Law Enforcement, Acting and Politics

In September 1865, Hickok came in second in the election for city marshal of Springfield.

Leaving Springfield, he was recommended for the position of deputy United States marshal at Fort Riley, Kansas. This was during the Indian wars in which Hickok sometimes served as a scout for General George A. Custer’s 7th Cavalry.

In 1867, Hickok moved to Niagara Falls, where he tried acting in a stage play called The Daring Buffalo Chasers of the Plains. He proved to be a terrible actor, and returned to the West, where he ran for sheriff in Ellsworth County, Kansas, on November 5, 1867. He was defeated by a former soldier, E.W. Kingsbury.

On March 28, 1868, Hickok was in Hays City, Kansas, as a deputy U.S. Marshal, picking up 11 Union deserters charged with stealing government property, who were to be transferred to Topeka for trial. He requested a military escort from Fort Hays, and was assigned William F. Cody, along with a sergeant and five privates.

On September 1, Hickok was in Lincoln County, Kansas, where he was hired as a scout by the 10th Cavalry Regiment, a segregated African American unit.

In July 1869, Hickok was back in Hays and was elected city marshal of Hays and sheriff of Ellis County, Kansas, in a special election held on August 23, 1869.

Regularly scheduled county elections were held on November 2, 1869, and Hickok (Independent) lost to his deputy, Peter Lanihan (Democrat). However, Hickok and Lanihan remained sheriff and deputy, respectively.

Gunfights, in Hays

In his first month as sheriff in Hays, Hickok killed two men in gunfights.

The first was Bill Mulvey, who “got the drop” on Hickok. Hickok looked past him and yelled, “Don’t shoot him in the back; he is drunk,” which was enough of a distraction to allow him to win the duel.

The second was a cowboy, Samuel Strawhun, who encountered Hickok and Deputy Sheriff Lanihan at 1 am on September 27 when they had been called to a saloon where Strawhun was causing a disturbance. After Strawhun “made remarks against Hickok”, he died instantly from a bullet through the head as Hickok “tried to restore order”. At Strawhun’s inquest, despite ‘very contradictory’ evidence from witnesses, the jury found the shooting justifiable.

On July 17, 1870, in Hays, Hickok was involved in a gunfight with disorderly soldiers of the 7th U.S. Cavalry. Two troopers, Jeremiah Lonergan and John Kyle (sometimes Kile), attacked Hickok in a saloon. Lonergan pinned Hickok to the ground while Kyle put his gun to Hickok’s ear. Kyle’s gun misfired, which allowed Hickok to reach his own guns. Lonergan was wounded in the knee, while Kyle, shot twice, died the next day.

Scouts of the Plains

In 1873, Buffalo Bill Cody and Texas Jack Omohundro invited Hickok to join them in a new play called Scouts of the Plains.
Hickok and Texas Jack eventually left the show, before Cody formed his Buffalo Bill’s Wild West Show in 1882.

Health Complications

In 1876, Hickok was diagnosed by a doctor in Kansas City, Missouri, with glaucoma and ‘ophthalmia’, a condition that was widely rumored at the time by Hickok’s detractors to be the result of various sexually transmitted diseases.

In truth, he seems to have been afflicted with trachoma, a common vision disorder of the time.

His marksmanship and health had apparently been suffering for some time, as he had been arrested on several occasions for vagrancy, despite earning a good income from gambling and displays of showmanship only a few years earlier.


On March 5, 1876, Hickok married Agnes Thatcher Lake, a 50-year-old circus proprietor in Cheyenne, Wyoming Territory.

Hickok left his new bride a few months later, joining Charlie Utter’s wagon train to seek his fortune in the gold fields of South Dakota.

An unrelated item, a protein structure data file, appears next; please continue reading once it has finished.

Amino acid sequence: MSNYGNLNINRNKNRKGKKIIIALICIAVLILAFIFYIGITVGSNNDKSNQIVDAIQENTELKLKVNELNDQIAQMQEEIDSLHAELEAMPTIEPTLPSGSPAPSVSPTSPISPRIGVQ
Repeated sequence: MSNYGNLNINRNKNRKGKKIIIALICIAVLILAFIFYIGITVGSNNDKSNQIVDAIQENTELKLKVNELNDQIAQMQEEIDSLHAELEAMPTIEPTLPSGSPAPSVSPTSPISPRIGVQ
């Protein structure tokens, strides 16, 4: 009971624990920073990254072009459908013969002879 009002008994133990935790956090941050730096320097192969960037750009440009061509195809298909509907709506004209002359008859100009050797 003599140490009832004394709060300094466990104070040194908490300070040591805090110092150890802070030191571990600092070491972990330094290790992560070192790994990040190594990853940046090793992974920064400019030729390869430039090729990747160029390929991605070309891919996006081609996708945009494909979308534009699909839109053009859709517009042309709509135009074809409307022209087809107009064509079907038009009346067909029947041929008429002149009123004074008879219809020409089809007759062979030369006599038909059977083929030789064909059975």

Martha Jane Cannary, known popularly as Calamity Jane, claimed in her autobiography that she was married to Hickok and had divorced him so he could be free to marry Agnes Lake, but no records have been found that support Jane’s account.

The two were believed to have met for the first time after Jane was released from the guardhouse in Fort Laramie and joined the wagon train in which Hickok was traveling.

The wagon train arrived in Deadwood in July, 1876.

Shortly before Hickok’s death, he wrote a letter to his new wife, which read in part, “Agnes Darling, if such should be we never meet again, while firing my last shot, I will gently breathe the name of my wife – Agnes – and with wishes even for my enemies I will make the plunge and try to swim to the other shore.”

Assassination at Deadwood

It is reported that Hickok had a premonition that Deadwood would be his last camp, and expressed this belief to his friend Charlie Utter (also known as Colorado Charlie) and the others who were traveling with them at the time.

On August 2, 1876, Hickok was playing poker at Nuttal & Mann’s Saloon in Deadwood, in the Black Hills, Dakota Territory.

Hickok usually sat with his back to a wall. The only seat available when he joined the poker game that afternoon was a chair that put his back to a door. Twice he asked another player, Charles Rich, to change seats with him, and on both occasions Rich refused.

A former buffalo hunter named Jack McCall (better known as “Broken Nose Jack”) walked in unnoticed. McCall walked to within a few feet of Hickok, drew a pistol and shouted, “Damn you! Take that!” before firing at Hickok. McCall’s bullet hit Hickok in the back of the head, killing him instantly.

The motive for the killing is unknown. McCall may have been paid for the deed, but more likely McCall became enraged over what he perceived as a condescending offer from Hickok to let him have enough money for breakfast, after he had lost all his money playing poker the previous day.

When shot, Hickok was holding a pair of aces and a pair of eights, all black – a combination now known as a “Dead man’s hand”.
The fifth card’s identity is debated, or had been discarded and its replacement had not yet been dealt.

And that’s all your cards, for this one.

I hope you’ll join me, for our next installment.

Till then.